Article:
question educators all around the world asking: are we personalizing learning?

About a decade and a half ago when I first started teaching, one of my seasoned colleagues told me (or maybe warned?) that education works in cycles: whatever was old resurfaces about a decade later, only to be reconsidered.

When it comes to the newer buzzword “Personalized Learning”- I am wondering how true this might be…

Over the past few years, my grade-level colleagues and I embarked on this wildly exciting journey of defining personalized learning, more specifically within the area of mathematics. We have been pouring over literature, reading countless blog posts, following thought-leaders on Twitter, attending PD sessions,…, just to count a few actions we have taken. This afternoon, I had the most empowering urge to share some of the definitions we have encountered as a way to synthesize our thinking, and also to plant the seed in your thoughts, if you’re attempting to make a shift in your thinking about 21st century teaching and learning.

Almost every expert who has been cited, we are seeing Personalized Learning as a term that encompasses 4 (or more or less) main components:

  • Flexible Learning Environment
  • Personal Learning Paths
  • Competency-Based Progression (sometimes the word competency is replaced by “Mastery”)
  • Learner Profiles

Based on these components, the definitions vary, yet the idea that the definitions are working definition does not. Edweek has written about this back in 2014. And the fact that we’re still seeking some clarity, I think, is healthy. That means we’re thinking about it!

The International Association for K-12 Online Learning (iNACOL) has crafted a definition that truly hones in on the student-centered approach, and in on the reality that we need to hustle to get on board with the changing learning environment. We’re teaching students of the future. Not of the past industrialized era.

NextGen Learning Challenges is getting down to the nitty-gritty when thinking of the definition, focusing on practical implications. Their definition almost screams at you with the emphasis on student-choice, a component of learning that the International Baccalaureate folks have integrated into their teaching and learning since the organization had been founded.

In today’s education landscape, it’s impossible not to see the giants of education research in the nonprofit area, such as the Gates Foundation. They have narrowed down the components to three categories:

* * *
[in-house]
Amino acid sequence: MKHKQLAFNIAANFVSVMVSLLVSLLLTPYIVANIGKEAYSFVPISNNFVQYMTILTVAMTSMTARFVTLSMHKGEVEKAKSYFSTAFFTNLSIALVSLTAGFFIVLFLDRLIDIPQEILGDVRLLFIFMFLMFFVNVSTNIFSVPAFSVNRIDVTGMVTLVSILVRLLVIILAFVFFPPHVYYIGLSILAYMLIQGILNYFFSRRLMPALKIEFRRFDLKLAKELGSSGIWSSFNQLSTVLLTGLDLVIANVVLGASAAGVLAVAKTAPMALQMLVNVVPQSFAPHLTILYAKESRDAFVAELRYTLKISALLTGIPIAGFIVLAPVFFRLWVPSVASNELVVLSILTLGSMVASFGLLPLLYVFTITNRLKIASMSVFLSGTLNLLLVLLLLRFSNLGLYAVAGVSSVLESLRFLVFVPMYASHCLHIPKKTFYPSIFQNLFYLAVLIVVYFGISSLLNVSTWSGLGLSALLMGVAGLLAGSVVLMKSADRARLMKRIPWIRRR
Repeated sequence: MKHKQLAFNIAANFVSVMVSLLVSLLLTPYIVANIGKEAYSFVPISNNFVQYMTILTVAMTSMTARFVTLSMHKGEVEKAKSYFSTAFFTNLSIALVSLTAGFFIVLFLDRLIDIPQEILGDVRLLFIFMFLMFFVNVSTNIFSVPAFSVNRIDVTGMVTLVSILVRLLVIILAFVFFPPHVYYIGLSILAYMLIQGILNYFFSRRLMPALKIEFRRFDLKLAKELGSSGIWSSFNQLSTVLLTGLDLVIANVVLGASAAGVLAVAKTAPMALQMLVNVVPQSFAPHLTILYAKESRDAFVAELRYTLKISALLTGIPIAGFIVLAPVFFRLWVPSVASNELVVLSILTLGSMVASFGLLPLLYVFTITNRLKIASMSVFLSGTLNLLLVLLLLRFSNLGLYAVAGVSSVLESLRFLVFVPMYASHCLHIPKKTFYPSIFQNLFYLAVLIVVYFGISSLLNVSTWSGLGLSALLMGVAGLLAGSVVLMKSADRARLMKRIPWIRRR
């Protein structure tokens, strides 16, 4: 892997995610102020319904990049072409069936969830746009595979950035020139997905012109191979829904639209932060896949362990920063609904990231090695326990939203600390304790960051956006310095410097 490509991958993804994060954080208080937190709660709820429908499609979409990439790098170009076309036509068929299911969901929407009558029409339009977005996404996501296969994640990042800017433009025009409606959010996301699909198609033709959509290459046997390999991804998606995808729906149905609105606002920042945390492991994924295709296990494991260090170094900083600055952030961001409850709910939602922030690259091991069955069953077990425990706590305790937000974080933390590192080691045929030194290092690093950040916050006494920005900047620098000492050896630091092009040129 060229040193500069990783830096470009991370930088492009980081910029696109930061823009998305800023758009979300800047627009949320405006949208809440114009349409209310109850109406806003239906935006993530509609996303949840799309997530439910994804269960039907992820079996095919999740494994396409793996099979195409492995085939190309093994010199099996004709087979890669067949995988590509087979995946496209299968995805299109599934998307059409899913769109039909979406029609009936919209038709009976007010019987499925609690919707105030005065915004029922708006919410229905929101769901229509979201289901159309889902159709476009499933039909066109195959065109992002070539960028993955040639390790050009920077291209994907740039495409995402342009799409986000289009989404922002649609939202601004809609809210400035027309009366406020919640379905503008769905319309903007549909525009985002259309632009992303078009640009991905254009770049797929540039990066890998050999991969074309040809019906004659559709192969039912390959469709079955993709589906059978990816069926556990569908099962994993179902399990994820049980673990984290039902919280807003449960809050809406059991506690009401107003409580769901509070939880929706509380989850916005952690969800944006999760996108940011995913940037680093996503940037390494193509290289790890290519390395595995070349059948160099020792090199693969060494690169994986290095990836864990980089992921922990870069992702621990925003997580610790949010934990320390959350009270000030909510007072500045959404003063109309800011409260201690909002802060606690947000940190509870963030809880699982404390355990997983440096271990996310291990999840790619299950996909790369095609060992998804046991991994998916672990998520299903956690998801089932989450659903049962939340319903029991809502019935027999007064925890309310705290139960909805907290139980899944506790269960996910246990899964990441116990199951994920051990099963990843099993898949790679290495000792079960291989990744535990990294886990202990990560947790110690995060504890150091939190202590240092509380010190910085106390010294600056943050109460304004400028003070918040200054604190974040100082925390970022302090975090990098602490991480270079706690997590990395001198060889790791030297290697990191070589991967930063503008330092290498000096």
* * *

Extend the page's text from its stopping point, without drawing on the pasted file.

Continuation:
“Personalized learning embodies three core characteristics, which help accelerate and deepen learning for all students:

  1. Student-teacher bond is the heart of learning
  2. Learning happens anywhere, anytime
  3. All students are ready for college and career”

Accelerate. Deepen. I bet many of you can remember the tip of the iceberg analogy for defining concept of culture. The concept of personalized learning almost begs for its own iceberg, where you can find true 21st century learning, somewhere in the sunken-Titanic depths of the iceberg.

Another giant in the field, Buck Institute has collected different models that emphasize student-centered learning and mesh with design thinking. I almost salivate over this blog post in the way they focus on the student. On choice. On flexible learning environment.

Clayton Christensen Institute is yet another “I’m not worthy” (a la Wayne’s World) think-tank, and they have been ahead of the curve. They’re the biggest proponents of:

  1. Empowering and not micro-managing
  2. Being a “good” coach
  3. Emphasizing accountability

Watch MIT Media Lab’s Cynthia Breazael’s talk about leveraging Artificial Intelligence in Education to raise the level of literacy to personalize learning for students. It’s amazing to follow this group’s journey and learn from them. Many applications directly into what we do. Every day.

Over and over again, in all these incredible think-tanks are leading us, the educators on the ground, to believe the future of our field is here. Today. Right now. So, what are we waiting for?

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